Fun Ideas for Getting A-Round in Math CIRCLES by Catherine Sheldrick Ross
Students will see circles in real life and have fun with them
Lesson created by:
Marilyn Kilgore, Susan B. Anthony Middle School, Manhattan, KS
- The book Fun Ideas for Getting A-Round in Math CIRCLES by Catherine Sheldrick Ross, compasses, string (1 yard), 12"by1" paper strips, rulers, one bubble mixture and one large paper circle.
1. Launching the lesson (engage)
- Read page 5 in book
- Show large paper circle
- Ask students what they can tell about this circle (circumference, area, pi, radius, diameter, 360 degrees.)
- Read page11 (right side of page only)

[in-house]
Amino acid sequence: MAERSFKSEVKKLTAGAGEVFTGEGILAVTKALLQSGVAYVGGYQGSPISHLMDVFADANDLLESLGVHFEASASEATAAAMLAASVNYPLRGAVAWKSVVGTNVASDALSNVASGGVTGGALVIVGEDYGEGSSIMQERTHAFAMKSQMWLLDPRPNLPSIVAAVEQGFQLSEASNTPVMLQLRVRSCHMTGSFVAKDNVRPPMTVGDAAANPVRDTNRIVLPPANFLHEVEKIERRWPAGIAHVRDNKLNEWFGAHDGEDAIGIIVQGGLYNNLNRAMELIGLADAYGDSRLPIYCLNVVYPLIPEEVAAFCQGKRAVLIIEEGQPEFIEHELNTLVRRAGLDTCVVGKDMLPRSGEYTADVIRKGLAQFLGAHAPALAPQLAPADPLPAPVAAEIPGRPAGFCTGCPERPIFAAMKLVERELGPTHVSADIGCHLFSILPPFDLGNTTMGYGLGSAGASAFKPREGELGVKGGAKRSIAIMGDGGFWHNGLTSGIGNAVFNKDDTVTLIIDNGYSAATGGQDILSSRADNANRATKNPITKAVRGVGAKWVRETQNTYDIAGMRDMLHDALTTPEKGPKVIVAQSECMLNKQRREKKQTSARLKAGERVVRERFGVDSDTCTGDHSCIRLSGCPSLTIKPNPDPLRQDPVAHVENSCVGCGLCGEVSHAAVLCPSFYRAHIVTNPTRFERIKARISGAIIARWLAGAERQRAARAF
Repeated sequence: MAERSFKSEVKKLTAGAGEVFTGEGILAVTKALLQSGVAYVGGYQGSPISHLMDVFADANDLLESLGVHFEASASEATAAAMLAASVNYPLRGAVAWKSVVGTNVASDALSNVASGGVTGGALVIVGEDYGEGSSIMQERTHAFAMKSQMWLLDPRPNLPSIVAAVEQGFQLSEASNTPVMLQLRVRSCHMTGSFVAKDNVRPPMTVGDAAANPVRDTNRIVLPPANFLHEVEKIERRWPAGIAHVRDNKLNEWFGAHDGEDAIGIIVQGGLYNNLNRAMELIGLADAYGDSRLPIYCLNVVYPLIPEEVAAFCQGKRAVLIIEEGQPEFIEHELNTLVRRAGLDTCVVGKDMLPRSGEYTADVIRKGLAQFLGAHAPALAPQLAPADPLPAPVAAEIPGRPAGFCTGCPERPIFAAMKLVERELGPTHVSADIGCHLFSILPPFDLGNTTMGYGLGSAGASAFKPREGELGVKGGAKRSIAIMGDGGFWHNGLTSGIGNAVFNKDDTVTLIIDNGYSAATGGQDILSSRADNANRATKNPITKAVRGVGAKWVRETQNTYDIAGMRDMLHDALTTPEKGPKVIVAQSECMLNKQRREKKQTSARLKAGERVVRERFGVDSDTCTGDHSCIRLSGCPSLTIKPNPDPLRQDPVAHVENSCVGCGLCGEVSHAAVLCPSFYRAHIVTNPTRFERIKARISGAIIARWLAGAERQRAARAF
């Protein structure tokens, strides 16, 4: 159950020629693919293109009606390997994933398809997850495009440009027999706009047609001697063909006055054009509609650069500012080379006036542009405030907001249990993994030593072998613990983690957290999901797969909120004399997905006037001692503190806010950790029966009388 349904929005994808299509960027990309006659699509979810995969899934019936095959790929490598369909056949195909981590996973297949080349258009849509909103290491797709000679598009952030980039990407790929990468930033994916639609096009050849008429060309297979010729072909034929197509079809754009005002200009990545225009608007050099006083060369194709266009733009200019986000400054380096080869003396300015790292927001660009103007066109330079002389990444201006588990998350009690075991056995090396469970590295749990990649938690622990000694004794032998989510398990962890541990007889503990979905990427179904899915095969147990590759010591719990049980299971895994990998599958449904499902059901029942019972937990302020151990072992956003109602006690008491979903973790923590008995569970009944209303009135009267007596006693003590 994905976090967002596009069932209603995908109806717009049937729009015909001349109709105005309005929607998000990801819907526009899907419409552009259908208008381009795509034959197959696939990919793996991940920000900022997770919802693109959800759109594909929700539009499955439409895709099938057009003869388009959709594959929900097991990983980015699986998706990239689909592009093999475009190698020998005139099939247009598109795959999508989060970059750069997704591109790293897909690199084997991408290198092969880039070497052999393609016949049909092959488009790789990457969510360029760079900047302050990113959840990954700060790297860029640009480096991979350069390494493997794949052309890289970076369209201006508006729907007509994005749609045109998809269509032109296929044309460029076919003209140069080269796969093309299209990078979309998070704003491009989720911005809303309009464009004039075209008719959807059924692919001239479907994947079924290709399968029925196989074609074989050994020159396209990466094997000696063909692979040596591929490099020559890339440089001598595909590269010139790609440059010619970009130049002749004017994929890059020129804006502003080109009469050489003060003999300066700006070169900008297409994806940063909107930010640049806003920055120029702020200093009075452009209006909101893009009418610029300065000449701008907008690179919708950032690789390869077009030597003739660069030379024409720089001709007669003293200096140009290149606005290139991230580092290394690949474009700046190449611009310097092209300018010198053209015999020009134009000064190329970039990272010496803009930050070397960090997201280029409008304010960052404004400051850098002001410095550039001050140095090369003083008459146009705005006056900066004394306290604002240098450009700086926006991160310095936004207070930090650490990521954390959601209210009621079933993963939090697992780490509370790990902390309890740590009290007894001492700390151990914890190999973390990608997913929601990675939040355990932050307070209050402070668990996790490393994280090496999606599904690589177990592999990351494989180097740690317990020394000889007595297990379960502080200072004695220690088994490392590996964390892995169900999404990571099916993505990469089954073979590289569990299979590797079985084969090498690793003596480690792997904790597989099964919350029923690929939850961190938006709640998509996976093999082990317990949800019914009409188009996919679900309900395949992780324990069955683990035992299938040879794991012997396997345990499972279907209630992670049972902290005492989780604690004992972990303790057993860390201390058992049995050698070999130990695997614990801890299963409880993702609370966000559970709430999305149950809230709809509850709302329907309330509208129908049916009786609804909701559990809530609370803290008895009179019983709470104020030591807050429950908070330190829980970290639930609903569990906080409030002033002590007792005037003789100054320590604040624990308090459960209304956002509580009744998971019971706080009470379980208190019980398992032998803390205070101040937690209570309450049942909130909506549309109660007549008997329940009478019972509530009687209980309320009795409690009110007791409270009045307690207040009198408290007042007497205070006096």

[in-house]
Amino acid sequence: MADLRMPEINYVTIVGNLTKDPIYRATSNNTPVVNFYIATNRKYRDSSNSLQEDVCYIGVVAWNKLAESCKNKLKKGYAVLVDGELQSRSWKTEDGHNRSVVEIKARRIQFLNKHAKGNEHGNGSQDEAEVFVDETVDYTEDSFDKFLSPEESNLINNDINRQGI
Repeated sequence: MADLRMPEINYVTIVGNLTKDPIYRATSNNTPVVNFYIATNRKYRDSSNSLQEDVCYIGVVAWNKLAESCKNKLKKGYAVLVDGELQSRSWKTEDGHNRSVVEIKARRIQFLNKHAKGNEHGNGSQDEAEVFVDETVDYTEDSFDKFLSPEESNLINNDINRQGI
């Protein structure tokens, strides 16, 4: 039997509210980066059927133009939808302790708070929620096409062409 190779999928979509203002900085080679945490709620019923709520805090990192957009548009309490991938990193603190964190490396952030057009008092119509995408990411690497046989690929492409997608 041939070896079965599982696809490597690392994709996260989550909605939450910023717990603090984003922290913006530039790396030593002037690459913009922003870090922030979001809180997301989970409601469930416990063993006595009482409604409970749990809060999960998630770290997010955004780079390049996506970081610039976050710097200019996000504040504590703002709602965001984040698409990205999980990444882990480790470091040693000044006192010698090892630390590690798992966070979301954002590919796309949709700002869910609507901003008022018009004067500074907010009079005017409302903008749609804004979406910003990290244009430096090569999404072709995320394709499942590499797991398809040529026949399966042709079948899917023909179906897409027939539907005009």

2. Developing the lesson
- Hand out string (36 in.) that has been knotted to form a loop. Ask each student to use his or her string to decide which shape triangle, square or circle would form the largest area. Give the students time to use their string to form each shape and find the area of each shape.
- When the class agrees upon the shape that would give the largest area, read page18.
- Ask the students to give some opposites (black/white, old/new, dry/wet, male/female etc)
- Hand out a compass, ruler and white construction paper to each student.
- Follow directions on page 24-25 and direct students to make Yin and Yang. Must have 25-30 min. to complete this.
- Start blowing bubbles around the room. Ask students if these are circles. Ask what they are called. What are some other spheres in real life? Explain every place on the outside of the surface is exactly the same distance from the center. This means you can cut a slice through anywhere and get a circle. Cut a slice in an orange to demonstrate this.
- Ask students to decide if a sphere, disk or ring would win a race down a slope. See page 76